Wednesday, February 22, 2006


The True Believer.
More and more I am drawn back to the wisdom in Eric Hoffer's classic work, "The True Believer: Thoughts on the Nature of Mass Movements."
For example, he write in Chapter 2, "People who see their lives as irremediably spoiled cannot find a worth-while purpose in self-advancement. The prospect of an individual career cannot stir them to a mighty effort, nor can it evoke in them faith and a single-minded dedication. They look on self-interest as on something tainted and evil; something unclean and unlucky. Anything undertaken under the auspices of the self seems to them foredoomed. Nothing that has its roots and reasons in the self can be good and noble. Their innermost craving is for a new life -- a rebirth -- or, failing this, a chance to acquire new elements of pride, confidence, hope, a sense of purpose and worth by an identification with a holy cause. An active mass movement offers them opportunities for both....
"To the frustrated, a mass movement offers substitutes either for the whole self or for the elements which make life bearable and which they cannot evoke out of thier individual resources."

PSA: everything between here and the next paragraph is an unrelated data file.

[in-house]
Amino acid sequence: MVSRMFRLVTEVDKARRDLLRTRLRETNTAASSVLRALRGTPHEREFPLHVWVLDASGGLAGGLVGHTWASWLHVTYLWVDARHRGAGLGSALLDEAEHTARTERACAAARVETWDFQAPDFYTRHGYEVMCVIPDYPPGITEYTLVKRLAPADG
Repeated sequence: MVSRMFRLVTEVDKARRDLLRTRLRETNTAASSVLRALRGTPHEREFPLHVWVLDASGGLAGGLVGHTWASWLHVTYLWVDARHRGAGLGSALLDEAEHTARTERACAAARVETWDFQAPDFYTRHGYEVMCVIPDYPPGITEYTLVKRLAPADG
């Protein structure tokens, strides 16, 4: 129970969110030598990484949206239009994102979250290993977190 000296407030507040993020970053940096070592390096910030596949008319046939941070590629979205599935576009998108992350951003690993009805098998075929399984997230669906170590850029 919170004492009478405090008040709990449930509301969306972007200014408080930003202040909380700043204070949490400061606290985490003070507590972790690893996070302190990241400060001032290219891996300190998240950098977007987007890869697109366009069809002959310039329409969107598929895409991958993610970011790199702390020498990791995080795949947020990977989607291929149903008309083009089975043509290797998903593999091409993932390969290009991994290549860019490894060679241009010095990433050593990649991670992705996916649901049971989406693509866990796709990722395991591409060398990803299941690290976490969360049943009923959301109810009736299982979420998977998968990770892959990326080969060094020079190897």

Hoffer wrote his book in 1951, and commented upon Stalin, Hitler, labor movements, and more. It is "must" reading for anyone wanting to grasp world events currently unfolding. For example, rioting and killing due to a cartoon. Are we to belief that the cartoon is what caused that behavior?

I am not a big follower of marching in the streets, though I have done it -- back when we urban areas were being sprayed with malathion, it was a bit too much to remain silent. Still, it is too easy to get swept up in mob mentality.
I was strongly influenced by the wisdom of the early Noah Seminars and the folks that conducted them. They believed that it was important to focus on personal change and growth, and do it within the system. I am also reminded of the words of Barton Boehm, who was quoting his martial arts master Kiyoshi Suzuki: "Be extremely hard on yourself, but be extremely kind to others."

NOTE: My hope is to add new posts at least once a week to stimulate discussion among like-minded individuals. But I will delete any inappropriate language or personal attacks. I hope that that you find this forum for sharing and discussion useful. Christopher Nyerges